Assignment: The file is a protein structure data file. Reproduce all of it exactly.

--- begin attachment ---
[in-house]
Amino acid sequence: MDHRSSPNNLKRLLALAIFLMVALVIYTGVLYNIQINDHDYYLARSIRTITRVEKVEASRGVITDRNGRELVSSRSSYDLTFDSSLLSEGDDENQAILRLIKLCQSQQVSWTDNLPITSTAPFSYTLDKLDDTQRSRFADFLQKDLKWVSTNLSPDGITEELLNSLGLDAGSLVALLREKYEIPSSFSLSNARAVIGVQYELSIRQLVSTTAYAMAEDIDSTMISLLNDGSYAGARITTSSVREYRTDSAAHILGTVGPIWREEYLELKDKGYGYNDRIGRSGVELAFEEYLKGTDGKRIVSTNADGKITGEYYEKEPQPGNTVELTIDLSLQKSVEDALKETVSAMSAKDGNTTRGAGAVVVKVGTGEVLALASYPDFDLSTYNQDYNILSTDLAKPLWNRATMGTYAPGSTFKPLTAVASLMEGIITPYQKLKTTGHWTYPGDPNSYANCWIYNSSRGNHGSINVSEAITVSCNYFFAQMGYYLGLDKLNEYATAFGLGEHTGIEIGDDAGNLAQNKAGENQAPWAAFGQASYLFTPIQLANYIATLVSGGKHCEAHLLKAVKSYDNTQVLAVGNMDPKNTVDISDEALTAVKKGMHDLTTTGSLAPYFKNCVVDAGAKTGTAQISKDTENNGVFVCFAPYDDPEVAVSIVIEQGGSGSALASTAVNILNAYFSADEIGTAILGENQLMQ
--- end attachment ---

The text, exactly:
[in-house]
Amino acid sequence: MDHRSSPNNLKRLLALAIFLMVALVIYTGVLYNIQINDHDYYLARSIRTITRVEKVEASRGVITDRNGRELVSSRSSYDLTFDSSLLSEGDDENQAILRLIKLCQSQQVSWTDNLPITSTAPFSYTLDKLDDTQRSRFADFLQKDLKWVSTNLSPDGITEELLNSLGLDAGSLVALLREKYEIPSSFSLSNARAVIGVQYELSIRQLVSTTAYAMAEDIDSTMISLLNDGSYAGARITTSSVREYRTDSAAHILGTVGPIWREEYLELKDKGYGYNDRIGRSGVELAFEEYLKGTDGKRIVSTNADGKITGEYYEKEPQPGNTVELTIDLSLQKSVEDALKETVSAMSAKDGNTTRGAGAVVVKVGTGEVLALASYPDFDLSTYNQDYNILSTDLAKPLWNRATMGTYAPGSTFKPLTAVASLMEGIITPYQKLKTTGHWTYPGDPNSYANCWIYNSSRGNHGSINVSEAITVSCNYFFAQMGYYLGLDKLNEYATAFGLGEHTGIEIGDDAGNLAQNKAGENQAPWAAFGQASYLFTPIQLANYIATLVSGGKHCEAHLLKAVKSYDNTQVLAVGNMDPKNTVDISDEALTAVKKGMHDLTTTGSLAPYFKNCVVDAGAKTGTAQISKDTENNGVFVCFAPYDDPEVAVSIVIEQGGSGSALASTAVNILNAYFSADEIGTAILGENQLMQ